Why You Really Shouldn’t Trust Fitness Advice From Influencers

In news that should surprise nobody, a study showed that influencers don’t know how to give proper weight loss advice. I’m not even talking about the clearly sponsored tea ads that we all know are B.S.; I’m talking about the influencers with actual weight loss blogs and recipes. Yeah, apparently even the ones who seem legit can’t be trusted. A UK study was recently presented at a conference in Glasgow that gives scientific backing to this claim that the info these influencers are selling is misleading, to say the least.

The research conducted research on the 14 most popular UK influencers with fitness blogs, and they were chosen based on the following criteria:

  • 80,000 followers on at least one social media platform
  • They have a verified blue-tick on at least two social media platforms
  • They have an active fitness/weight-management blog

So here’s what happened. Of the 14, 5 didn’t make the cut because too much of the blog content didn’t relate to fitness or weight loss. The 9 remaining influencers’ blog contents were further analyzed for credibility. The research had 12 indicators that they used to quantify credibility (science will turn anything into numbers, it’s crazy). These indicators looked at transparency, proper use of other resources, trustworthiness, adherence to accepted nutritional guidelines, and bias. They were measured on a pass/fail basis, and just like in high school, 70% was the pass rate. The study found that 5 influencers did not provide evidence-based references (so, scientific studies) for their nutritional advice and they presented their opinions as facts.

The researchers also took 10 latest meal recipes from each blog and analyzed their nutritional values. These values were then compared to guidelines in the Public Health England’s “One You” calorie reduction campaign (so their version of USDA’s My Plate)  and something called UK Food Standards Agency’s Traffic Light Scheme (which sounds to me V. CONFUSING, but turns out it’s just their cute little method of labeling their food). Only three recipes met the UK’s public health criteria.

So who really passed? Just one. The passing blog is run by a degree-qualified blogger, who is also a registered nutritionist with the UK Association for Nutrition. Interestingly enough, a medical doctor did not pass. Considering that doctors are not trained in nutrition (a lot of people don’t realize this), this is not that surprising to me. The lowest scoring blog was run by an influencer with no nutritional qualifications.

 

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Now first of all, this study has an extremely small sample size. Nevertheless, the findings are still important. Let’s be real, personal trainers and nutritionists SHOULD require, at minimum, a certification course and passing a certification exam. Not all the online trainers you see will have these certifications. Better personal trainers have degrees in their field that require years of work, and better nutritionists are registered dieticians, which means they have to take the Board Exam.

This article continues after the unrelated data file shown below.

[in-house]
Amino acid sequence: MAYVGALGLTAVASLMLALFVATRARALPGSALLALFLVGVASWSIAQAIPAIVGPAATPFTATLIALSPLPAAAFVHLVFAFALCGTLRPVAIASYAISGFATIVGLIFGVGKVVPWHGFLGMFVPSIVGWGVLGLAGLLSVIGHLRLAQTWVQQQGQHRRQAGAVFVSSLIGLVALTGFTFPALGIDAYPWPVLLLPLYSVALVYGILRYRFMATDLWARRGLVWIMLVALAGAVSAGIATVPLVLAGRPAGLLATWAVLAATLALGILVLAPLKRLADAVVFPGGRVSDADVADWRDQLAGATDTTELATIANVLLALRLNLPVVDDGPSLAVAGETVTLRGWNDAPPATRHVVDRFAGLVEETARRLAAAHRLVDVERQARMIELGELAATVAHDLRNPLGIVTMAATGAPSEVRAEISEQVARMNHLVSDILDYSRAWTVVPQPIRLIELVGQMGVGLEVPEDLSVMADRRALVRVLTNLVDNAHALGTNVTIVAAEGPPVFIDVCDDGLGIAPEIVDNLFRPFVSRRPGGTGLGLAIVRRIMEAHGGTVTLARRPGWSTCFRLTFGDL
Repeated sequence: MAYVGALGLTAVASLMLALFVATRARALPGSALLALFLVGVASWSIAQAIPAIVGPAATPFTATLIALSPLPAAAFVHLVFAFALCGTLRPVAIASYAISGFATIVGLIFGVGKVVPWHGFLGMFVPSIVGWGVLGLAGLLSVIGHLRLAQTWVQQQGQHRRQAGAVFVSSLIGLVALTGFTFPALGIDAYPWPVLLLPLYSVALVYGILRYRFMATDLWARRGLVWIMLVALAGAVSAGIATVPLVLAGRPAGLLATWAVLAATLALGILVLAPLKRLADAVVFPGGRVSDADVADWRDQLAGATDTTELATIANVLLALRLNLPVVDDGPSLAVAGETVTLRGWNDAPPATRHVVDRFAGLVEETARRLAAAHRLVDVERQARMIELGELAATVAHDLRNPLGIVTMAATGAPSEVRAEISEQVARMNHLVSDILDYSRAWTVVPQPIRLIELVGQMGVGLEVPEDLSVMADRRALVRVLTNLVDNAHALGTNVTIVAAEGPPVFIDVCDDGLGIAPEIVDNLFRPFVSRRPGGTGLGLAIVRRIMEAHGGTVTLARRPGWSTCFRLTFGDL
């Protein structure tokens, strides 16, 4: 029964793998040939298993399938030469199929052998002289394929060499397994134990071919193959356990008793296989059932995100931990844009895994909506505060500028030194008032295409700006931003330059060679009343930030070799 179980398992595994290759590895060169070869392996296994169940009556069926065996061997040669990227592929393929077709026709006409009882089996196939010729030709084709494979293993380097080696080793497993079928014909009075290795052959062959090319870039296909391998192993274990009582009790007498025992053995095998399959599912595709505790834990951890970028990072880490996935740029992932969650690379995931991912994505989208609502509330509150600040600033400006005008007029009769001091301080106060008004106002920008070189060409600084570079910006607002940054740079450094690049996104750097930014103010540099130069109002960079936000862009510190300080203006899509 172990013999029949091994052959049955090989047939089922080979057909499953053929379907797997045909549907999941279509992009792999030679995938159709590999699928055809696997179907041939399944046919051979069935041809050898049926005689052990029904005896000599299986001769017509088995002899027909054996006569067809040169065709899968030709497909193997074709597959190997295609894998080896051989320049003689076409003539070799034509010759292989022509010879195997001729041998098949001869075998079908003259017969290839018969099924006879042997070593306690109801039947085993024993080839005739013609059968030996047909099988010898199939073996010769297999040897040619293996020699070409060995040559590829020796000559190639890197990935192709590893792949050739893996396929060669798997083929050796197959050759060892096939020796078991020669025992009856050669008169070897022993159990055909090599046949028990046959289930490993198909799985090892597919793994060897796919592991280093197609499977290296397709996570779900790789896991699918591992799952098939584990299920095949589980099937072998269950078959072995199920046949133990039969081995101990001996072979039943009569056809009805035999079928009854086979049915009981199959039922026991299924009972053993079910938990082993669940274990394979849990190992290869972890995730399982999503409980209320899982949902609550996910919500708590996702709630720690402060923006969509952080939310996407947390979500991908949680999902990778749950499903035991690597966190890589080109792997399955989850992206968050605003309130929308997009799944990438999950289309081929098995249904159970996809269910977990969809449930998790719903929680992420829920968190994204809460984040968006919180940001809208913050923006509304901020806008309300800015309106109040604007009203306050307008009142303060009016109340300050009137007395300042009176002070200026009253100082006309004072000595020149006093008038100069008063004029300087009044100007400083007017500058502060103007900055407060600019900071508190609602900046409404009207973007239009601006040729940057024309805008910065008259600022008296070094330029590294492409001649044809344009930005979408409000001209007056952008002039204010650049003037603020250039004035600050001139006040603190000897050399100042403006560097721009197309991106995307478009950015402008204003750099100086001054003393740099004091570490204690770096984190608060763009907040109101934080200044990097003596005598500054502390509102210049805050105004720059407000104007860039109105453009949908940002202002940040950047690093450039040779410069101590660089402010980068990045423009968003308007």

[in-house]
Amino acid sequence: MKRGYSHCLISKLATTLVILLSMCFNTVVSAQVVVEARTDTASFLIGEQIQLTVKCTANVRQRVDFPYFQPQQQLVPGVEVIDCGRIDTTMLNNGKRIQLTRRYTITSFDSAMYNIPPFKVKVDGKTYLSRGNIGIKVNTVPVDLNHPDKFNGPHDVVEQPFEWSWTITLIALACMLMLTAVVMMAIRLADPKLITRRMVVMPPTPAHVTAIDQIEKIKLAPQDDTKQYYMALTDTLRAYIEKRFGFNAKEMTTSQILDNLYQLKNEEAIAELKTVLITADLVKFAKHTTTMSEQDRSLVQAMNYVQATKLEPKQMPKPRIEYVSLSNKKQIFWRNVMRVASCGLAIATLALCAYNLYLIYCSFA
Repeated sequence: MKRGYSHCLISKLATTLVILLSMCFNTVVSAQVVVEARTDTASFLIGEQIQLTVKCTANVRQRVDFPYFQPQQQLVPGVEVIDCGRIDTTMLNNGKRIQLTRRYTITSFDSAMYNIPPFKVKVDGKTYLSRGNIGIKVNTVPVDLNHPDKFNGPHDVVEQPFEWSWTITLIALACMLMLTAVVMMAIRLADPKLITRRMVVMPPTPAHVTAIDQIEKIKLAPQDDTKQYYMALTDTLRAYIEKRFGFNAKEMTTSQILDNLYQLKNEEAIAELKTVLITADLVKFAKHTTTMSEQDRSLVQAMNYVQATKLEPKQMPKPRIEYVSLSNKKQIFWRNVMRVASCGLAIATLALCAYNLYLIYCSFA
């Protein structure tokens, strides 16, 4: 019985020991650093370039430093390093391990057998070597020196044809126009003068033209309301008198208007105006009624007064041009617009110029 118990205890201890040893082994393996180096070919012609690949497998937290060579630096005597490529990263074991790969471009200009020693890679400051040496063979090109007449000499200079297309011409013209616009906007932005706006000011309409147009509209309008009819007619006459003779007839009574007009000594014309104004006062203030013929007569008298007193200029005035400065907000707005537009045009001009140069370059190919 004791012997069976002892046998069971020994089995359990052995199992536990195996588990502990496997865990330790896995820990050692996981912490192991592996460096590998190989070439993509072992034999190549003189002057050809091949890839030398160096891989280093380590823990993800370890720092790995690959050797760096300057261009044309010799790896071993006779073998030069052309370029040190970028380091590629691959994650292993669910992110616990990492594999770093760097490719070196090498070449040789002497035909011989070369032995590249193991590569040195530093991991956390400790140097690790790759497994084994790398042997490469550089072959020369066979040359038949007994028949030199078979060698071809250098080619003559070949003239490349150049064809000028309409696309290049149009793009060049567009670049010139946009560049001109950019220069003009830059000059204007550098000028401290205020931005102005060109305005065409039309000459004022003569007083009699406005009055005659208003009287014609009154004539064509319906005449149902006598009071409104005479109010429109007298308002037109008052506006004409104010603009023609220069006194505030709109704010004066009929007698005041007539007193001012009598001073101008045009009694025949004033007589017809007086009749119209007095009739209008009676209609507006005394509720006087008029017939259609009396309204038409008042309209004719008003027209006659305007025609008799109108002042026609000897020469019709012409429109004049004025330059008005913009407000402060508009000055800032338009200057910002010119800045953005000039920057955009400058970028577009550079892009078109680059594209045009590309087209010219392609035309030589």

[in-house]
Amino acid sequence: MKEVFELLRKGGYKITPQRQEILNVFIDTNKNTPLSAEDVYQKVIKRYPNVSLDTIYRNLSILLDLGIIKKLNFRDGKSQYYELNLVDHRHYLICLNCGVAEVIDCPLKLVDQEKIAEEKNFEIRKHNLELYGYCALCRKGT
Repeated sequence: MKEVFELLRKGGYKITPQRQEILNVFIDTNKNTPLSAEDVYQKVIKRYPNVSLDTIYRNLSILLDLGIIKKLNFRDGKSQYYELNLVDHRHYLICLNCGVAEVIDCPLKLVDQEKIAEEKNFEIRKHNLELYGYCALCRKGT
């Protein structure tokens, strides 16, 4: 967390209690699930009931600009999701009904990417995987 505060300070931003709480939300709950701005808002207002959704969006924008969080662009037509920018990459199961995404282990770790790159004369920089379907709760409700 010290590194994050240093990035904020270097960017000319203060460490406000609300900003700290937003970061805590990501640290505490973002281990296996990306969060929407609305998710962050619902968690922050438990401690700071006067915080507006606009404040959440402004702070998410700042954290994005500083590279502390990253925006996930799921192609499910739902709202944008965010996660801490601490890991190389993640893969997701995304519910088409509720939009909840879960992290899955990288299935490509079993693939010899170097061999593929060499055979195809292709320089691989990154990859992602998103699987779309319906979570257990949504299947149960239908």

As someone who has degrees in both fields, I can attest to the amount of work we do. We talk about the cycles of metabolism in deep detail. I’m talking all-nighter required levels of detail. We literally remember the glycolysis pathway with each metabolite and catalyzing enzyme, along with the byproduct of each metabolizing step. We also remember the actual chemical illustration (the hexagon looking things, you see? Yea, those). A nutritionist who knows their science should know it takes 10 steps to get a sugar molecule into usable energy for your body because they should’ve learned it in an Advanced Metabolism class (pre-requisites include organic chemistry). A personal trainer who knows their sh*t should know all about the correct ways to periodize training programs to overcome the general adaptation syndrome for their clients’ continuous progression because they should’ve learned that in Kinesiology 101, or at the very least, during their certification course.

That all too science-y? Thank you. The point is this: People cannot just start going to the gym, getting their own bodies in better shape, and start giving out advice. Not only does that put people’s health at risk, but it also demeans an entire industry. That’s like if someone who put Neosporin and a Band-aid on their cut started calling themselves a doctor.


The main takeaway from this study? Be careful who you take advice from! They may have the perfect IG feed with a blue check, but that doesn’t mean they’re qualified to dole out advice. Nutrition and fitness is a field that is super scientific and specific, and it deals with your HEALTH. Always, always double check someone’s background in the field before believing what they have to say.

Images: Ayo Ogunseinde / Unsplash; dietstartstomorrow / Instagram; oh_jdiaz / Twitter

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